strange electric motor -- idler?

I found a (very) surplus 3-phase motor today. I got a real good deal on
it because the nameplate the seller and I read the data off said it was
a 50Hz 5hp 2850 rpm motor, and he didn't believe me when I told him it
would run fine on 60Hz power. Loading it in my car, I noticed *another*
nameplate. I have never seen 2 nameplates on an electric motor before!
This one said 60Hz 7.5hp 3450 rpm! The motor is a Baldor, has that ISR
sticker on it (inverter surge rated), and has a spec number which doesn't
work on the Baldor site: 36H928-0194G1.
I want this motor for an idler for a phase converter. The largest load
motor it has to start is 3hp. This motor is pretty small physically for
a 7.5hp motor. It has a 182TZ frame. No shorts to the case. All nine
wires were disconnected so I didn't check all 72 lead-leads because the
price was so right. I'll spin it up and see, if it sparks it will be an
"oh well". I was looking for a 5hp 3ph motor for use as an idler. I seem
to have found a 7.5hp of sorts, a kind of wimpy one. I don't care as long
as it will work. But I don't want to spend a lot of effort if this motor
has something inherently non-idler about it.
Comments?
Thanks,
Grant Erwin
Kirkland, Washington
Reply to
Grant Erwin
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It sounds like you did really well. Some of the high efficency motors appear to be much smaller than they normally would. Ive a high effeciency 10ph 3450 that is the same physical size as my high efficency Wegg 5hp and both are the same size as the several GE 1.5hp 2 speed motors I have have kicking around.
Gunner
Confronting Liberals with the facts of reality is very much akin to clubbing baby seals. It gets boring after a while, but because Liberals are so stupid it is easy work." Steven M. Barry
Reply to
Gunner
I believe that the second plate is for export to Canada. It's rated 7-1/2hp Canadian so you have to look-up the exchange rate in the paper.
Reply to
Tom Gardner
Wow, that sucks. Machinery that changes its' horsepower up & down daily!
Reply to
Stephen Young
Naaah, Sears has been doing it for years!
John
Reply to
John Holbrook
Humor noted. Please get back on topic. Let me rephrase the original question: has anyone seen an otherwise-standard-looking motor labeled with 2 nameplates, one for 50Hz (e.g. @ 5hp) and the other for 60Hz (e.g. 7.5hp)?
The real question is do you think this motor is suitable for an idler for a phase converter.
Grant
Reply to
Grant Erwin
I imagine it would work fine Grant. It seems unlikely that it would have that much extra hp by upping the frequency that little bit. I have motors in my shop with different Hz ratings for speed but the amperage draw doesn't differ much and the hp is stated as the same. I read that 3450 rpm motors theoretically are not as good as 1725 rpm motors for RPCs. But, I have built an RPC for my neighbor that uses a 3450 motor. My big RPC is a 1725 motor, I think. I have another RPC that is also 1725. So maybe the slower motors are best. But the one for my
Reply to
Eric R Snow
No.
But setting aside all the potential Canadian jokes, it makes perfect sense. All things being equal, the lower the line frequency, the more iron you need for a given horsepower.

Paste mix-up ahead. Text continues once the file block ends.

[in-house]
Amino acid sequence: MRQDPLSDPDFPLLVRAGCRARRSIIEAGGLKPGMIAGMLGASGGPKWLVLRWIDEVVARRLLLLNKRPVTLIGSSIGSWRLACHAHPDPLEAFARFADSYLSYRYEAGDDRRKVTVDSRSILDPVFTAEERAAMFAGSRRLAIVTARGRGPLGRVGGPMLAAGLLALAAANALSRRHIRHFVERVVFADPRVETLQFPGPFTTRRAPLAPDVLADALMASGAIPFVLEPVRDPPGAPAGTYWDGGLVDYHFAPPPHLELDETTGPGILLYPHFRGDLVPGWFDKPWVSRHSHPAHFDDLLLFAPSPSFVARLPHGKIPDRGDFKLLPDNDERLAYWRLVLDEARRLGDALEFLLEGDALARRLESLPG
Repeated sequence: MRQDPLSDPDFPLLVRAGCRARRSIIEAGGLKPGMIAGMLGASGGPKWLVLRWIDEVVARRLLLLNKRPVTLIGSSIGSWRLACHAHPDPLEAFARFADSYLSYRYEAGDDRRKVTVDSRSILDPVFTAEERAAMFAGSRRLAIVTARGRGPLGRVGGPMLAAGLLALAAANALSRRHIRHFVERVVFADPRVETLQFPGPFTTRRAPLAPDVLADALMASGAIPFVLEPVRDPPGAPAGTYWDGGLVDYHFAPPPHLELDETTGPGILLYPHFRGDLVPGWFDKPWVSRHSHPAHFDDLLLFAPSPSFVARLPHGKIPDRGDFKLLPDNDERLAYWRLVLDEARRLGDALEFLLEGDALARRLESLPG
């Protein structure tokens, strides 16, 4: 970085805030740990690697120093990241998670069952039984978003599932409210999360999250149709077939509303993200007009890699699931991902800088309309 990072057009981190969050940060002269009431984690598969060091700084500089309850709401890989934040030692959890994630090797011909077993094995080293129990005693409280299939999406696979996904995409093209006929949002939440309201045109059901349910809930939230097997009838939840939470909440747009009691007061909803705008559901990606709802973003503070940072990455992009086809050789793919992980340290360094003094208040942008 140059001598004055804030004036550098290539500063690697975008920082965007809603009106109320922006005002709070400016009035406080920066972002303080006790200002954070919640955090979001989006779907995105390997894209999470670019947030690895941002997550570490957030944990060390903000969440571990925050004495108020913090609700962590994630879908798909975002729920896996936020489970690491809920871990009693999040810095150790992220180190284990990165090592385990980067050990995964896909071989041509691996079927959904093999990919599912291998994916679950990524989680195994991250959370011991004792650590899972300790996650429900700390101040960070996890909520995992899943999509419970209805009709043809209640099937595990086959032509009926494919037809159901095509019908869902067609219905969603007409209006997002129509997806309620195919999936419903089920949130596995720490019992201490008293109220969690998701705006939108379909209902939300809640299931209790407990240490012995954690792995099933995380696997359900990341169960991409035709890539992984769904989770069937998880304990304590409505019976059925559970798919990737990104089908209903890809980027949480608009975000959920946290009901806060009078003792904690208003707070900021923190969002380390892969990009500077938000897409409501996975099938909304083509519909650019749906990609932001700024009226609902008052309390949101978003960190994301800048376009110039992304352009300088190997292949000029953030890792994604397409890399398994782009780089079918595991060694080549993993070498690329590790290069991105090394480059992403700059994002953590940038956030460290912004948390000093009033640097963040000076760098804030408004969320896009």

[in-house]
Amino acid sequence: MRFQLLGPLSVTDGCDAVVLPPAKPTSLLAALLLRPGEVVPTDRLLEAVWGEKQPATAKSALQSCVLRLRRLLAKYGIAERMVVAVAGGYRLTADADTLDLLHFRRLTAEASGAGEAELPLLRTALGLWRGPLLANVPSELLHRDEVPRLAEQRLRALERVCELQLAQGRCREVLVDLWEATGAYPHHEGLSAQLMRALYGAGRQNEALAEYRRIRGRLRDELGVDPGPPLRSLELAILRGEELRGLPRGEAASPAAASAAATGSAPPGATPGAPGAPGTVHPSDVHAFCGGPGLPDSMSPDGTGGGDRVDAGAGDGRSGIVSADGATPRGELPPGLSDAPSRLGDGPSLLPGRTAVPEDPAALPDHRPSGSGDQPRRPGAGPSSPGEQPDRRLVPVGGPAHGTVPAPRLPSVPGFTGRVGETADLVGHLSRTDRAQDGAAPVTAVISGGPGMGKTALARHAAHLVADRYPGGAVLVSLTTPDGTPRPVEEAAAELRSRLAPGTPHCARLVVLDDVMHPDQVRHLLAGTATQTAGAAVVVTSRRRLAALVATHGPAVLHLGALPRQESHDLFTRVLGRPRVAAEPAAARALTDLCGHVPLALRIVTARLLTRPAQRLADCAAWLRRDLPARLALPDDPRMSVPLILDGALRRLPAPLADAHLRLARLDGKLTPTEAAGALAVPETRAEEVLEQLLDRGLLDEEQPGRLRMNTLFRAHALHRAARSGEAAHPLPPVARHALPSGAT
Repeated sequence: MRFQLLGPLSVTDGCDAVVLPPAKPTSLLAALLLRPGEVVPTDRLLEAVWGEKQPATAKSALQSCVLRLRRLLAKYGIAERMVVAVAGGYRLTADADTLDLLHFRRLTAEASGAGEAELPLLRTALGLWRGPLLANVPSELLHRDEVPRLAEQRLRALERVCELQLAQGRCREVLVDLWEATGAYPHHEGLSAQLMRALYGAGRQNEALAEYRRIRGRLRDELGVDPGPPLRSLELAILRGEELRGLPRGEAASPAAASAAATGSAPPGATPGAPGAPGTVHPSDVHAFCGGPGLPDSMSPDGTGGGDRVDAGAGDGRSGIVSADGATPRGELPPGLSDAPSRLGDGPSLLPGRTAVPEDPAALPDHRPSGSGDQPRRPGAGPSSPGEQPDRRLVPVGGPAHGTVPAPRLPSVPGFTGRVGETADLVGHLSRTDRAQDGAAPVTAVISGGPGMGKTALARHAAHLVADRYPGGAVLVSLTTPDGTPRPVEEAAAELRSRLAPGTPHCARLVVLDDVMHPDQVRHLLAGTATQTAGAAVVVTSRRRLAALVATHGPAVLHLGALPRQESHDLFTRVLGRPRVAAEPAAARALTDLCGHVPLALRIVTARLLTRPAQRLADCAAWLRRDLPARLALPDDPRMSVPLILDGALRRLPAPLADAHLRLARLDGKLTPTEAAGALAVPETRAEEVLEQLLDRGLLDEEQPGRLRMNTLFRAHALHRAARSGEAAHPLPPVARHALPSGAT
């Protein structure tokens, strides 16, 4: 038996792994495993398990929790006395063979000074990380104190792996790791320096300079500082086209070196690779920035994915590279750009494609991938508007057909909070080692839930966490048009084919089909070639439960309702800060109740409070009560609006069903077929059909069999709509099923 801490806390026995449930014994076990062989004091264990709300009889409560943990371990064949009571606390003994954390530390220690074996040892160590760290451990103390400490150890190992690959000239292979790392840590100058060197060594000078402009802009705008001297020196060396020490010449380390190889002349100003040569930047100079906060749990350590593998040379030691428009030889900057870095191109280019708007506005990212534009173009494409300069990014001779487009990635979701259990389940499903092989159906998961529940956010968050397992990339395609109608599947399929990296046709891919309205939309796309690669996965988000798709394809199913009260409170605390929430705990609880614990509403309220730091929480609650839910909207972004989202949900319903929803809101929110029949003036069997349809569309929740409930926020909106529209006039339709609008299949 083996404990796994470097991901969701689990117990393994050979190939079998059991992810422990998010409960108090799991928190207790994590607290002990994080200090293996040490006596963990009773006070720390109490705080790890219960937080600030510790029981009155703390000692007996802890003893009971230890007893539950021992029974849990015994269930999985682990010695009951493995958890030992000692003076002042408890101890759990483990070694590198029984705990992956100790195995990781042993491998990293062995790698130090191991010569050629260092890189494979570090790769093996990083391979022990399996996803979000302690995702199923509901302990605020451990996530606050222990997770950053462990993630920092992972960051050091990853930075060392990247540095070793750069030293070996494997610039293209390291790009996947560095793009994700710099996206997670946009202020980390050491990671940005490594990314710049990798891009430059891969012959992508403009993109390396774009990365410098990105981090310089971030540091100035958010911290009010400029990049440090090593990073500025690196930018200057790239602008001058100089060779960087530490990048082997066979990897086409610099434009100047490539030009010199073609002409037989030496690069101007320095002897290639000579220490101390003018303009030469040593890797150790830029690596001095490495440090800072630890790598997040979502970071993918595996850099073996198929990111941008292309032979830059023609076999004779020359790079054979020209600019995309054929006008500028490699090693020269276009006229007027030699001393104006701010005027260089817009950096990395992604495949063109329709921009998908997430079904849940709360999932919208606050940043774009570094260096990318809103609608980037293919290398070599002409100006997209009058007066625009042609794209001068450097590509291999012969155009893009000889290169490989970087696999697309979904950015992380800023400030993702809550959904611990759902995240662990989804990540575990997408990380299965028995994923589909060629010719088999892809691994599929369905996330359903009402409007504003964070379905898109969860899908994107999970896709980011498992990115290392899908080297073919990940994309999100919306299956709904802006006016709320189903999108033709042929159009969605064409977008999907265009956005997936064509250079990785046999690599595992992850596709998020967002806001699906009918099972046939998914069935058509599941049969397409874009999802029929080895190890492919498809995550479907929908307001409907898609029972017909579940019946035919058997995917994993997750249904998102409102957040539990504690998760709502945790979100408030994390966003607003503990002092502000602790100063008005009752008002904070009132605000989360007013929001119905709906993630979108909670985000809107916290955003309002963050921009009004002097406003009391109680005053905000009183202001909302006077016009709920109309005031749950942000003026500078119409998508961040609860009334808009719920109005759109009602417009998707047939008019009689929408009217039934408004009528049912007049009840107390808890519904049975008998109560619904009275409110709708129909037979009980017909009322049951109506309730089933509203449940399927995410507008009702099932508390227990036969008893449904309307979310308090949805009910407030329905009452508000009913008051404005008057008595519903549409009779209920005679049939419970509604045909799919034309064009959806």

This GE document:
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Has a table on page 5 that shows the recommended derating for using a 60hz motor on 50hz.
Yes.
Reply to
Jim Stewart
I think it will work just fine for a phase converter. There has been some discussion about using 3450 rpm motors for phase converters. Some people seem to think that the higher RPM motor is better, but my opinion is that it is the physical size that counts. So in my opinion your 7.5 hp motor will act more like a 4 hp motor as a phase converter.......... But still will be fine for powering a three hp motor.
I have not seen motors with 2 nameplates, but have seen motors with data for 50 hz and 60 hz on the same nameplate.
Dan
Reply to
Dan Caster
Wow. A ten-phase motor?? What'll they think of next! :^)
Kidding aside I think you're call is right, it'll probably work fine for Grant.
How did *your* converter project turn out, gunner?
Jim
Reply to
jim rozen
Gack! Sigh..brain fart..again.
The motor is still sitting on the work bench. Between work, moving stuff out to the warehouse, the hot weather and my now apparent inablility to handle such, and a host of other inane excuses, Ive not progressed anywhere with it yet.
On the other hand..I now have more room in the shop, so I can actually do something. Its on the short list to do.
Gunner
Confronting Liberals with the facts of reality is very much akin to clubbing baby seals. It gets boring after a while, but because Liberals are so stupid it is easy work." Steven M. Barry
Reply to
Gunner
The older I get, the more I realize that wealth in the shop is not indicated by huge piles of stuff with tiny narrow paths between the goods.
Rather, it's having huge expanses of space to waltz around in, with the same stuff artistically dotted throughout the real estate.
The implication here is I need either a) more space or b) less stuff. I can see where your though processes have led....
Jim
Reply to
jim rozen
Yeah! And Jim, Gunner ought to build hisself one 'o them naked phase converters like yours and save all that space took up by them capasators.
Bob Swinney
Reply to
Robert Swinney
Grant:
The motor I used for the converter at work has both 50 and 60 HZ ratings for current and HP. Its a 5HP @ 60hz and a 4.7HP @ 50hz. The nameplate current was higher for 50hz. I've been running it for months without issue. It is high efficiency with an aluminum frame. I have accidentally left it running all weekend before, and the motor was nice and cool on Monday morning. It runs the mill and shaper quite well. I think yours would do just fine for an idler motor.
Hope this helps
Reply to
John L. Weatherly

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